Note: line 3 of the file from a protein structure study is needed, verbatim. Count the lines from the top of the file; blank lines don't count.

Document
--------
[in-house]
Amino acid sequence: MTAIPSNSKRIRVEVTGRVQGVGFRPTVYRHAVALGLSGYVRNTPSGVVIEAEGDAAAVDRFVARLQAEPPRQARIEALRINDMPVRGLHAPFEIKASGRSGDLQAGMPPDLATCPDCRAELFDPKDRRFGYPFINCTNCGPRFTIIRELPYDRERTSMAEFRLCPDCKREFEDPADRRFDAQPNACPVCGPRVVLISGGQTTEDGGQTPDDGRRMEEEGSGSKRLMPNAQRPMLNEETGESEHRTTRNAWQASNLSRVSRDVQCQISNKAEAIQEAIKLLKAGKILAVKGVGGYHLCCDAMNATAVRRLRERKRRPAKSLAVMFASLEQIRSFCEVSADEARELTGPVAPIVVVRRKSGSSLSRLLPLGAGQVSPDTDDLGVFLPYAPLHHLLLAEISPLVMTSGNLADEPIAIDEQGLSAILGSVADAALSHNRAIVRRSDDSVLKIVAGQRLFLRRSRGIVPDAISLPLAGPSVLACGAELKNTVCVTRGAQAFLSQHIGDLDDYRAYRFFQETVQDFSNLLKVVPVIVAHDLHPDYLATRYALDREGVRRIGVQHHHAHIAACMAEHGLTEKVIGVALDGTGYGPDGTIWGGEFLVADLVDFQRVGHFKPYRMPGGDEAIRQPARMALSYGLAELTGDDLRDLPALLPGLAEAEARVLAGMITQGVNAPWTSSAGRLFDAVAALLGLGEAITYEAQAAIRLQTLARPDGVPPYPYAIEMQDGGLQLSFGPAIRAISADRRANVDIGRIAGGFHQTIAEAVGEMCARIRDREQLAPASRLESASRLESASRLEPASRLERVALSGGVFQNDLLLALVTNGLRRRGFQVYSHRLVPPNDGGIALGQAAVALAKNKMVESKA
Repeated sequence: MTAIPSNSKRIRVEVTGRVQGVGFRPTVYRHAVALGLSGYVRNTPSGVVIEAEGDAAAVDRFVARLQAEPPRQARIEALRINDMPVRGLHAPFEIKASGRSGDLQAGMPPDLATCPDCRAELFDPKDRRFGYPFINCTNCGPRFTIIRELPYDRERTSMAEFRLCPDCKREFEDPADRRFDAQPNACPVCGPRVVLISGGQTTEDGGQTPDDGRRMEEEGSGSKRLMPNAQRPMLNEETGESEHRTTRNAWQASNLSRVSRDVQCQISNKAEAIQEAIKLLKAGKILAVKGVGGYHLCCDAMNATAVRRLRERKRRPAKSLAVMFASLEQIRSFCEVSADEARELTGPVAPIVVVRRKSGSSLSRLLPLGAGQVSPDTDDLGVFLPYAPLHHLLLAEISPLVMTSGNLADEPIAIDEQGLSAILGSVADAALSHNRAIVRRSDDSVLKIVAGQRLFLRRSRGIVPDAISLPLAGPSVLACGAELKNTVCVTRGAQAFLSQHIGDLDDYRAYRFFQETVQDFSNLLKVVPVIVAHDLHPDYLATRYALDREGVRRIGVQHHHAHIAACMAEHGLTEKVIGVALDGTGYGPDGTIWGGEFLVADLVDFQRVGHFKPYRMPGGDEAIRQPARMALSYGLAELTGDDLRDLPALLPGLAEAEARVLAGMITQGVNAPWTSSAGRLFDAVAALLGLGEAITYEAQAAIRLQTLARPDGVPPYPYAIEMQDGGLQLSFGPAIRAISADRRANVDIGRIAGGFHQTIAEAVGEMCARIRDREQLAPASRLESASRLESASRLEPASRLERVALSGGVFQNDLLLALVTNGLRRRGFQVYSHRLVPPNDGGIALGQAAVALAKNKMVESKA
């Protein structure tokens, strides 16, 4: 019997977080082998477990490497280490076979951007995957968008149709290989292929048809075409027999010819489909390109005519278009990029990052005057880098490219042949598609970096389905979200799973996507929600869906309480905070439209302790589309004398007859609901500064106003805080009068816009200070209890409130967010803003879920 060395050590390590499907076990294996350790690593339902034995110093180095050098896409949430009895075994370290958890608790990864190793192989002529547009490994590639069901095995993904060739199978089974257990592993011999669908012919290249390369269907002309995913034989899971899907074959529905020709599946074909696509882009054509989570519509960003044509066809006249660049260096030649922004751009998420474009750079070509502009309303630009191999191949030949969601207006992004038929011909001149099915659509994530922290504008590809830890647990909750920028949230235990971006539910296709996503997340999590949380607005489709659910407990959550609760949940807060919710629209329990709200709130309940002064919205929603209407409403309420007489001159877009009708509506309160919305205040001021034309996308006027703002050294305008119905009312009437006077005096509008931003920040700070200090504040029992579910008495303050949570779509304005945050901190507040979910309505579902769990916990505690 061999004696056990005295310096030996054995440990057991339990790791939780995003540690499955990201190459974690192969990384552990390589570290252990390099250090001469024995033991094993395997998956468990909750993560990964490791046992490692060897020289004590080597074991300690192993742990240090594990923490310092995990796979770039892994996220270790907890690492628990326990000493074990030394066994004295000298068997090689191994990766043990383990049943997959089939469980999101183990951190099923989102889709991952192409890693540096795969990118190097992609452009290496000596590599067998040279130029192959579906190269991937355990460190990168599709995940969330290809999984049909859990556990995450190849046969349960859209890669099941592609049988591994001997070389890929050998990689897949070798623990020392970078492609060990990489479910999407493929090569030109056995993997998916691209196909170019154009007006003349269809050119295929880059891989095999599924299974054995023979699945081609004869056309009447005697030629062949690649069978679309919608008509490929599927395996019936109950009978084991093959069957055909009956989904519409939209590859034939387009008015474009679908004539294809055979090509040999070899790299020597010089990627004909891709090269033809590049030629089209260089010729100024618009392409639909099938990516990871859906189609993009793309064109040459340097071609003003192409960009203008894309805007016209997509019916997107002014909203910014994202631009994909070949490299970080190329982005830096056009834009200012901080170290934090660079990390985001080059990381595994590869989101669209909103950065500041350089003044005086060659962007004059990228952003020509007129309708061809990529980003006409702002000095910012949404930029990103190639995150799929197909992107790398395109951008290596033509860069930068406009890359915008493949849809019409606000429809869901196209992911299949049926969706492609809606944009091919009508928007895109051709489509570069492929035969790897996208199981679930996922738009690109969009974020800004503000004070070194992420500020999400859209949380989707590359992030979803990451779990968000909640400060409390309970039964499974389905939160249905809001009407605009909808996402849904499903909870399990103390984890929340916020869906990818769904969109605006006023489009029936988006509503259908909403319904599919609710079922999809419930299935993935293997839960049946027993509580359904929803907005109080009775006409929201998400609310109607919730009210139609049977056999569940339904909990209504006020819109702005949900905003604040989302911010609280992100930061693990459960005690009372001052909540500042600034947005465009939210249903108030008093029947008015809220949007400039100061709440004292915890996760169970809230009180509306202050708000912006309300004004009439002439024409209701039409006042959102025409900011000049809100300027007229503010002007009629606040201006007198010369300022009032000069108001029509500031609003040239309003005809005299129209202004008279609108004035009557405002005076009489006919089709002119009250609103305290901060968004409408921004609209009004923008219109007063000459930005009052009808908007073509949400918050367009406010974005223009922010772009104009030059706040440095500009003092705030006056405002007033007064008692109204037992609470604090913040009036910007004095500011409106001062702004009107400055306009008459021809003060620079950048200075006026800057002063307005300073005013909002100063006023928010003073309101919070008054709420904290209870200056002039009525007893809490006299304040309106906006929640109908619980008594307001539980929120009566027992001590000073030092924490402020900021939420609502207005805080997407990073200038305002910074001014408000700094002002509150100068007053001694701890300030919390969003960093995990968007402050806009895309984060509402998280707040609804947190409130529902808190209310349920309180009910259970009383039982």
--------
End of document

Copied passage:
Repeated sequence: MTAIPSNSKRIRVEVTGRVQGVGFRPTVYRHAVALGLSGYVRNTPSGVVIEAEGDAAAVDRFVARLQAEPPRQARIEALRINDMPVRGLHAPFEIKASGRSGDLQAGMPPDLATCPDCRAELFDPKDRRFGYPFINCTNCGPRFTIIRELPYDRERTSMAEFRLCPDCKREFEDPADRRFDAQPNACPVCGPRVVLISGGQTTEDGGQTPDDGRRMEEEGSGSKRLMPNAQRPMLNEETGESEHRTTRNAWQASNLSRVSRDVQCQISNKAEAIQEAIKLLKAGKILAVKGVGGYHLCCDAMNATAVRRLRERKRRPAKSLAVMFASLEQIRSFCEVSADEARELTGPVAPIVVVRRKSGSSLSRLLPLGAGQVSPDTDDLGVFLPYAPLHHLLLAEISPLVMTSGNLADEPIAIDEQGLSAILGSVADAALSHNRAIVRRSDDSVLKIVAGQRLFLRRSRGIVPDAISLPLAGPSVLACGAELKNTVCVTRGAQAFLSQHIGDLDDYRAYRFFQETVQDFSNLLKVVPVIVAHDLHPDYLATRYALDREGVRRIGVQHHHAHIAACMAEHGLTEKVIGVALDGTGYGPDGTIWGGEFLVADLVDFQRVGHFKPYRMPGGDEAIRQPARMALSYGLAELTGDDLRDLPALLPGLAEAEARVLAGMITQGVNAPWTSSAGRLFDAVAALLGLGEAITYEAQAAIRLQTLARPDGVPPYPYAIEMQDGGLQLSFGPAIRAISADRRANVDIGRIAGGFHQTIAEAVGEMCARIRDREQLAPASRLESASRLESASRLEPASRLERVALSGGVFQNDLLLALVTNGLRRRGFQVYSHRLVPPNDGGIALGQAAVALAKNKMVESKA